Although the first blush of spring beckoned outside, a standing-room crowd still filled the Tisbury Senior Center on Saturday morning to listen to experts and to exchange ideas about creating more affordable housing for year-round Martha’s Vineyard residents.
The need for Island-wide cooperation, larger-scale development, zoning changes, and innovative funding were repeated themes during the event, organized by the Island Housing Trust (IHT).
Builder John Abrams, president of South Mountain Co., and advisory member of the IHT, moderated the morning’s discussion. “We have made incredible progress, far more progress than many communities that I know about with the same issues, but only a drip, drip, drip, of small solutions,” he said. “We’ve never been able to turn the faucet to get a steady flow of true solutions to solve the crisis that we have.”
Island unity crucial
Susan Connelly, director of community housing initiatives for the Massachusetts housing partnership, said that the Island stands a better chance of funding if the towns work together. “We need you guys to work together so we know the public money is going as far as it can,” she said. Ms. Connelly said that financial disparities between the six towns needn’t be a roadblock to inter-Island cooperation: “It’s not just about money. It’s also about political will, showing cooperation, and putting aside individual agendas.”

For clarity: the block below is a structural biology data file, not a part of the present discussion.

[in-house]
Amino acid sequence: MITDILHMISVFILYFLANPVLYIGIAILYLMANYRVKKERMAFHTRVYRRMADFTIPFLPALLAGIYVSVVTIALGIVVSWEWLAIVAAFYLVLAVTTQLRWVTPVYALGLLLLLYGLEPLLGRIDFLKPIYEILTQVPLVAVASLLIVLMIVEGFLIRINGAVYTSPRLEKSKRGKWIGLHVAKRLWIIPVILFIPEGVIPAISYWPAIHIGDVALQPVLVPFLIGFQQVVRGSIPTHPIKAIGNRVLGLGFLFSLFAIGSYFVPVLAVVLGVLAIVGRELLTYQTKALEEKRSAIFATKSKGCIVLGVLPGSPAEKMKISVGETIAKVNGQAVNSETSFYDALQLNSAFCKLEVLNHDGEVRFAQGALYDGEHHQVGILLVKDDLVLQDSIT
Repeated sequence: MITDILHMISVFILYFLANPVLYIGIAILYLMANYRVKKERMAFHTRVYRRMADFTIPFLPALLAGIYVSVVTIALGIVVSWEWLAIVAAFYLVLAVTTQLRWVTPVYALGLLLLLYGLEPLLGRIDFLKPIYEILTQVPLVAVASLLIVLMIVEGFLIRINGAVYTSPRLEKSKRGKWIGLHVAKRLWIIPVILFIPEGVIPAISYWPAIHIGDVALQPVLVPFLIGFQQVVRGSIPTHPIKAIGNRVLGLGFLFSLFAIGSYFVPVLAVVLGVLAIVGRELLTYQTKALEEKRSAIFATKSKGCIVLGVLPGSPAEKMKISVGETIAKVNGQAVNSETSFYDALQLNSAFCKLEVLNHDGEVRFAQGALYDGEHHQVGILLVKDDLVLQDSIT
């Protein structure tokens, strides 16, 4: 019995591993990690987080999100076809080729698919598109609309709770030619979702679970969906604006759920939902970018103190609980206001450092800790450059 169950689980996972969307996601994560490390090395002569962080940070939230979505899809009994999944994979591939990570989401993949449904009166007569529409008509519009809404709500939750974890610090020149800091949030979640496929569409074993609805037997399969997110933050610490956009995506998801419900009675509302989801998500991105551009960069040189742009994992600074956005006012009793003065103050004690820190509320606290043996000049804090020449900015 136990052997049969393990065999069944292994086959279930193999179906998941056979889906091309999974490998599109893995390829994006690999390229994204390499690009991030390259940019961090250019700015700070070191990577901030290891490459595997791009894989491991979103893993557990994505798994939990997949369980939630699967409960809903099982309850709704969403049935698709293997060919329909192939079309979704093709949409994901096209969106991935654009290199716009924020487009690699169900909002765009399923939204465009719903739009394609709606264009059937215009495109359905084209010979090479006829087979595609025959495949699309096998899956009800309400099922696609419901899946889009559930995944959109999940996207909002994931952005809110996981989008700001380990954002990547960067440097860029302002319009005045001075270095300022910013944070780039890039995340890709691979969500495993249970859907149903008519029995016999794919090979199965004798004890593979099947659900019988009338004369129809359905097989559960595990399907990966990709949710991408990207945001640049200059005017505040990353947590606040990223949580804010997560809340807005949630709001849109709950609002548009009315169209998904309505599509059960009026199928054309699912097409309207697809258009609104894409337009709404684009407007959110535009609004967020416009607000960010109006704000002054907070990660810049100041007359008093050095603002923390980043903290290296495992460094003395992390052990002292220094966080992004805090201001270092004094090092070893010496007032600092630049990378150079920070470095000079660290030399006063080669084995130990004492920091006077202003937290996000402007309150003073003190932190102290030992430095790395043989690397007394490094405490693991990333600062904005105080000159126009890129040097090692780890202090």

Philippe Jordi, executive director of IHT, said that in the past year, IHT had created more affordable housing than in any previous year, and pointed to the six recently renovated Village Court apartments in Vineyard Haven, renovated under the guidance of The Resource Inc. (TRI), as an example of Island-wide cooperation. Mr. Jordi said a crucial funding element of the Village Court apartments was Community Preservation Act (CPA) funding from four different towns — Chilmark, Tisbury, West Tisbury, and Edgartown.
Mr. Abrams said the recent creation of the all-Island planning board, spearheaded by IHT treasurer Dan Seidman, Tisbury planning board co-chairman, was another positive step in inter-town cooperation.
Zoning changes needed
Mr. Jordi said zoning changes enacted by the town of West Tisbury were key to creating the cottage apartments at Sepiessa Point, which added three additional units last year.